I’m home with a migraine, so this might be a bit whiny and incoherent (or maybe just more whiny and incoherent than usual) so, um, sorry.  But remember the sweater I’ve been working on, like, forever?  The one whose sleeve I’ve frogged and reknit about 400 times now?  Yeah, that one.  I frogged the sleeve again last night.  I swear this is turning into some knitterly version of Groundhog Day.  Knit half a sleeve.  Frog it.  Knit half a sleeve.  Frog it.  Knit half a sleeve.  Frog it.  Knit half a sleeve.  Frog it.  I swear, if my clock radio starts playing Sonny & Cher singing “I got you Babe” one morning, I’m going to frog the whole damn thing.  It’s cursed.

The sleeve I just frogged was a lot smaller than the last one, but still way too big.  I feel like I really don’t know how to design sweaters for the body I have now.  I don’t have any sweaters that fit.  I have one sweater that almost fits, but it clashes horribly with several of my shirts.  I’ve making this sweater in progress specifically to go with those shirts.  I have a gray sweater that lives at work; it goes with everything, but it’s now huge on me.

The thing is, I’ve lost another 4 pounds in the last month.  So it strikes me that I’ll probably continue to lose weight until my body decides, “Oh, ok.  This is the weight I’m supposed to be.  Right.”  I have absolutely no idea what that weight will be or what size that will be.  (You people who got here by googling weight loss, I’m not trying to lose weight.  I just switched from lacto-ovo vegetarian to vegan about 6 months ago.  I eat a lot of food, but no animal products, except for honey in my tea.)  So I’m wondering, not only will this sweater be a lot looser than I planned by the time I ever finish it, but will all of the shirts I planned to wear it with be way too big next fall?  Some of them are already pretty loose.  Hmm.

I think maybe I should wait a few months to start the Cobblestone sweater.  I still need to make a scarf for next winter, and I can never have too many socks…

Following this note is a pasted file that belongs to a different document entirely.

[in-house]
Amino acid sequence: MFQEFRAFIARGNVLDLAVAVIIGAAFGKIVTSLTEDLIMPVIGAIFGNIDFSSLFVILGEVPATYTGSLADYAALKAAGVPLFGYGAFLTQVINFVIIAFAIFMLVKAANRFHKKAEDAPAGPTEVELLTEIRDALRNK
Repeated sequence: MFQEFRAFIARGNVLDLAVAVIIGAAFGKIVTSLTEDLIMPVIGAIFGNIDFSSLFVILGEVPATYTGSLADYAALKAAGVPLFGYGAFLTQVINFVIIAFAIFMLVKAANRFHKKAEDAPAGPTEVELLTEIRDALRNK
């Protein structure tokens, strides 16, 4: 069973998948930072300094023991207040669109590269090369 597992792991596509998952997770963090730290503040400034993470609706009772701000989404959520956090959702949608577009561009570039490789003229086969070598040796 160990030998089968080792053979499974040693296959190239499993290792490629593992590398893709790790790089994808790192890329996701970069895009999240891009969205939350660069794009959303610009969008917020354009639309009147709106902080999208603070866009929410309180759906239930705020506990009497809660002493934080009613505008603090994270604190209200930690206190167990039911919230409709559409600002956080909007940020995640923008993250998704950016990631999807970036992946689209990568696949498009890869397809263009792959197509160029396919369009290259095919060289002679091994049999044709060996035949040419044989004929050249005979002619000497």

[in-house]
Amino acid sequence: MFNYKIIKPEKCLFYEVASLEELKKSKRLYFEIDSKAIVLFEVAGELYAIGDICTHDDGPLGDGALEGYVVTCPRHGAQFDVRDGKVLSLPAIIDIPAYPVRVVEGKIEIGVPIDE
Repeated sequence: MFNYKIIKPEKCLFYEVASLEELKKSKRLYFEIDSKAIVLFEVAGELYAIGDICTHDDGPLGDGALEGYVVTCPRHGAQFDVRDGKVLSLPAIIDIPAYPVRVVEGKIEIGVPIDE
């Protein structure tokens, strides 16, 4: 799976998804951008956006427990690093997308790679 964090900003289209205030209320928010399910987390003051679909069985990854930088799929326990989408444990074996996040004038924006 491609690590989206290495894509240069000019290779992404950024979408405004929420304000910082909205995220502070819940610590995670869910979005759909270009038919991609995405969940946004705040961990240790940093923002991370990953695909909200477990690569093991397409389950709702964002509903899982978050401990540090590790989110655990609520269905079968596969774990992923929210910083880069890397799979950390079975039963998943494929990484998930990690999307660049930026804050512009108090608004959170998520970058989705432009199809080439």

In the meantime, I started the sleeve again last night, this time picking up fewer stitches.  If this doesn’t work, well, you know, I don’t know what I’ll do with it.  I’m getting kind of tired of looking at it.  I’ve been knitting it for so long, it should be done by now, and I’m getting pissed off at it for being cursed.  I know, it’s not its fault that my brain still thinks I’m the size I was years ago, and the yarn is really soft, so I can’t really be mad at it…because it’s soft…and fuzzy…  How can you be mad at something soft and fuzzy?  Damn.


  1. Marcy

    If it’s a drop shoulder sweater, what I’ve seen is that the sleeve should be 50% of the circumference of the sweater. So, if your sweater were 40 inches around, the sleeve would be 20 inches at the widest part.
    However, I think 50% is a bit too much. I like 45%. It usually ends up being a few inches less.
    If 45% is still too wide for a sleeve, it’s possible that your sweater itself is too wide…unless of course, you happen to like a loose-fitting body with tighter sleeves, or you’re shaped like Tweedle Dum or Tweedle Dee. 😉
    I only say that b/c I’ve seen your picture, and I know you’re not.
    If you’re making a drop shoulder sweater with side seams, I wouldn’t worry about losing weight. You can always take the seams in when you get thinner.

  2. Rebecca

    Well you are a perfect advertisement for how to lose weight and still eat all you want. It just depends on what you are eating. I have done the all raw food way of eating (which is also vegan but just not cooked) and you do lose a lot of weight for a while and then you level out and then you start gaining a bit again until you are at what seems to be a really healthy and sustainable size. My experience is that if you want to slow down the weight loss substitute more fruits and nuts for vegetables. More calories needed. Good luck with the sweater. I am sure it will be great when finished. The Twisted Sisters have a really good book on how to knit sweaters that fit. Check it out on Amazon.

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